The International Commission of Jurists (ICJ) states it is concerned that the newly proposed Online Safety legislation if adopted in its present form, would serve to crush free expression and further contract an already shrinking civic space in Sri Lanka.
On 18 September 2023, the Ministry of Public Security gazetted a bill titled “Online Safety” intended to dramatically regulate the content of online communication, including by the general public.
Issuing a statement, the ICJ says it considers that several provisions of the bill would serve to undermine the exercise of human rights and fundamental freedoms in the country, including freedom of information and expression. Of particular concern are provisions related to the setting up, appointment and functions of an Online Safety Commission and other experts, the vague and overbroad wording of conduct designated as punishable offences and unnecessary and disproportionate punitive sanctions.
“While the spread of online hate-speech and disinformation needs to be tackled, this bill is deeply flawed in its design and would be open to abuse by the Sri Lankan government, which has persistently failed to uphold freedom of expression,” said Ian Seiderman, ICJ’s Legal and Policy Director. “It risks being used to suppress important public debate regarding the conduct of the government and matters of public policy,” he added.
The Bill would establish an “Online Safety Commission” that would act to: “prohibit online communication of certain statements of fact; prevent the use of online accounts and inauthentic online accounts for prohibited purposes; make provisions to identify and declare online locations used for prohibited purposes in Sri Lanka and to suppress the financing and other support of communication of false statements,” as well as other unspecified matters.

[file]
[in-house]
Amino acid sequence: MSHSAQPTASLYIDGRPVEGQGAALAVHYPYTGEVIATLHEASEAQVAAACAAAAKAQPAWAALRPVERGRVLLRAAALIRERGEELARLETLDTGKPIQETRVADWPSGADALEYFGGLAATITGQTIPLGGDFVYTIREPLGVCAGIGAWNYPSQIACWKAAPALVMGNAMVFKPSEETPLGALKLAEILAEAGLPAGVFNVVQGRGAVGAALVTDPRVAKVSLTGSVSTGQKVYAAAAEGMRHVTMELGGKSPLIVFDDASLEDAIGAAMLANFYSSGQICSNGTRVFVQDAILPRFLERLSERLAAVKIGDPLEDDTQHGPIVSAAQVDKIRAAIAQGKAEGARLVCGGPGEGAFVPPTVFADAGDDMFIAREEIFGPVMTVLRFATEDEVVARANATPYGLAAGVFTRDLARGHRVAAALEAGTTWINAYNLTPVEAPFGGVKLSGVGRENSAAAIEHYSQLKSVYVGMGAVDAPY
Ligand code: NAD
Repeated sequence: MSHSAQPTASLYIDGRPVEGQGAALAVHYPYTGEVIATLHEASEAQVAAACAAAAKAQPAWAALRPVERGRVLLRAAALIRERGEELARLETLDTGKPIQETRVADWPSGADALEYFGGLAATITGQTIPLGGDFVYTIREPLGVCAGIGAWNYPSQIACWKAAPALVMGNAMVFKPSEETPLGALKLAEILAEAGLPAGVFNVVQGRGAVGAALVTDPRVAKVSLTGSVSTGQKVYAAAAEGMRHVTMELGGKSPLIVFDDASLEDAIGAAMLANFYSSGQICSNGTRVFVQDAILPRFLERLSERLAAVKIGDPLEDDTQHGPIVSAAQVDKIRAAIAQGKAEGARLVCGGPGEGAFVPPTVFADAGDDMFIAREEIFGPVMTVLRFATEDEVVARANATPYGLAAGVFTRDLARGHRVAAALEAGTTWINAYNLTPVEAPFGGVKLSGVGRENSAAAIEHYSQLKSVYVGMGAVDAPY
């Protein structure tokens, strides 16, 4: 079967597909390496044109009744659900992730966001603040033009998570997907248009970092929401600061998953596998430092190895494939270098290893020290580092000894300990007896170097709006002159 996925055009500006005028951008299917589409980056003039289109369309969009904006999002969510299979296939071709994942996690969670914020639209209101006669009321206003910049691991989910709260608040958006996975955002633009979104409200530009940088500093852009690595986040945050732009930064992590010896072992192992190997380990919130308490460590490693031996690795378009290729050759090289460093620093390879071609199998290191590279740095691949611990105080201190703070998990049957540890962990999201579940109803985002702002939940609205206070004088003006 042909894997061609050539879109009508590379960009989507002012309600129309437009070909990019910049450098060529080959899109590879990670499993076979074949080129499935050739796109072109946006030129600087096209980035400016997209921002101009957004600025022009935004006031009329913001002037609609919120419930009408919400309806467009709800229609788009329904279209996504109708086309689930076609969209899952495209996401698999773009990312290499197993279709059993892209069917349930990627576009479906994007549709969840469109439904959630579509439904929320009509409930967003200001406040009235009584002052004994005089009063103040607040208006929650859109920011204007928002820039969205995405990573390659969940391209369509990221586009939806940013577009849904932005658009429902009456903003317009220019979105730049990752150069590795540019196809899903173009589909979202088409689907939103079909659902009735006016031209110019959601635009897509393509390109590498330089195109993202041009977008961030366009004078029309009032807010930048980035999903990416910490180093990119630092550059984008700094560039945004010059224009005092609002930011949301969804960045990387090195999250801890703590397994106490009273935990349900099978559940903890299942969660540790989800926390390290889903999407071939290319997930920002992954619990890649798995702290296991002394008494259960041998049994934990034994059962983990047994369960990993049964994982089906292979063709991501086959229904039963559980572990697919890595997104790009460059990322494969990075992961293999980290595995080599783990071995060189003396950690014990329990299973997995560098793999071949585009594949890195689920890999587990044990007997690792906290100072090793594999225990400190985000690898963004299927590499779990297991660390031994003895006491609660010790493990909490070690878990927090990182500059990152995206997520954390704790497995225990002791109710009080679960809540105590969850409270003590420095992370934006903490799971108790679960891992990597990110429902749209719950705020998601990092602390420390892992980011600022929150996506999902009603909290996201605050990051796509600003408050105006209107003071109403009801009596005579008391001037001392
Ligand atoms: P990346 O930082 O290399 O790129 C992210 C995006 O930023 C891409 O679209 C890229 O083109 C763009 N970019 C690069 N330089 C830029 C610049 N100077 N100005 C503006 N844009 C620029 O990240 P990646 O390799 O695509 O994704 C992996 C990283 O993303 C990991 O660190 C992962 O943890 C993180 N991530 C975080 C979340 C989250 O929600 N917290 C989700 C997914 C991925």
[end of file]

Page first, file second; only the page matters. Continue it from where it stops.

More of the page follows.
The Bar Association of Sri Lanka has called for the immediate withdrawal of the bill and for the adoption of a process of meaningful consultations with all relevant stakeholders prior to gazetting bills which ‘have a serious impact on the community at large.’
“The current draft fails to adhere to the principles of legitimacy, necessity and proportionality required for any State activity that restricts rights. It must be withdrawn or amended to be brought in line with Sri Lanka’s international human rights obligations guaranteeing freedom of expression, opinion, and information.” Seiderman added.
The ICJ considers that the Bill should not be evaluated in a vacuum, but instead must be read in conjunction with existing and proposed legislation that threatens human rights. Such laws include the extremely misused ICCPR Act of 2005, the Prevention of Terrorism Act (PTA), the Bureau of Rehabilitation Act, and the proposed Anti-Terrorism law which seeks to replace the PTA. This body of legislation, taken together, fosters a chilling effect on the exercise of fundamental freedoms restricting civil society while unduly expanding the reach of the security state.
Article 14 (1) (a) of the Sri Lankan Constitution guarantees the freedom of speech and expression. Article 19 of the International Covenant on Civil and Political Rights, to which Sri Lanka is a party, affirms the right to freedom of expression and opinion.
In July 2018, the UN Human Rights Council adopted by consensus a resolution affirming that “the same rights that people have offline must also be protected online, in particular freedom of expression, which is applicable regardless of frontiers and through any media of one’s choice, in accordance with articles 19 of the Universal Declaration of Human Rights and the International Covenant on Civil and Political Rights.”
(Source : NewsWire)